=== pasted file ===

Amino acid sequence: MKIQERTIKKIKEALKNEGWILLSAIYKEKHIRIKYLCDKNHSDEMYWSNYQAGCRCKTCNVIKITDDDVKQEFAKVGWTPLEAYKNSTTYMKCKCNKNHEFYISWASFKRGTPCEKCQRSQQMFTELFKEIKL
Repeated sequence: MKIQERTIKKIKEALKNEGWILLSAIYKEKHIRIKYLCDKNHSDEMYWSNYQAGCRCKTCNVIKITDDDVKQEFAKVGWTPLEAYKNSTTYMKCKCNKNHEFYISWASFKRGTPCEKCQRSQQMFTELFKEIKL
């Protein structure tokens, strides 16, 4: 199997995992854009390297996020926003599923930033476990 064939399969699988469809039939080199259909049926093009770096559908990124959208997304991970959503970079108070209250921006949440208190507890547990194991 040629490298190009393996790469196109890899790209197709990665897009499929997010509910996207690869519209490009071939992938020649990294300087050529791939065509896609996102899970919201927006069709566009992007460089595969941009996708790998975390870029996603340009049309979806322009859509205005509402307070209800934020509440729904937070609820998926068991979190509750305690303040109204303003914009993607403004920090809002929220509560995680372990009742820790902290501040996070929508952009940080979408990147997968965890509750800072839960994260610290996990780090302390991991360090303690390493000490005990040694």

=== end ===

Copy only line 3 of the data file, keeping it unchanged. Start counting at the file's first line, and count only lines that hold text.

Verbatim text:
């Protein structure tokens, strides 16, 4: 199997995992854009390297996020926003599923930033476990 064939399969699988469809039939080199259909049926093009770096559908990124959208997304991970959503970079108070209250921006949440208190507890547990194991 040629490298190009393996790469196109890899790209197709990665897009499929997010509910996207690869519209490009071939992938020649990294300087050529791939065509896609996102899970919201927006069709566009992007460089595969941009996708790998975390870029996603340009049309979806322009859509205005509402307070209800934020509440729904937070609820998926068991979190509750305690303040109204303003914009993607403004920090809002929220509560995680372990009742820790902290501040996070929508952009940080979408990147997968965890509750800072839960994260610290996990780090302390991991360090303690390493000490005990040694």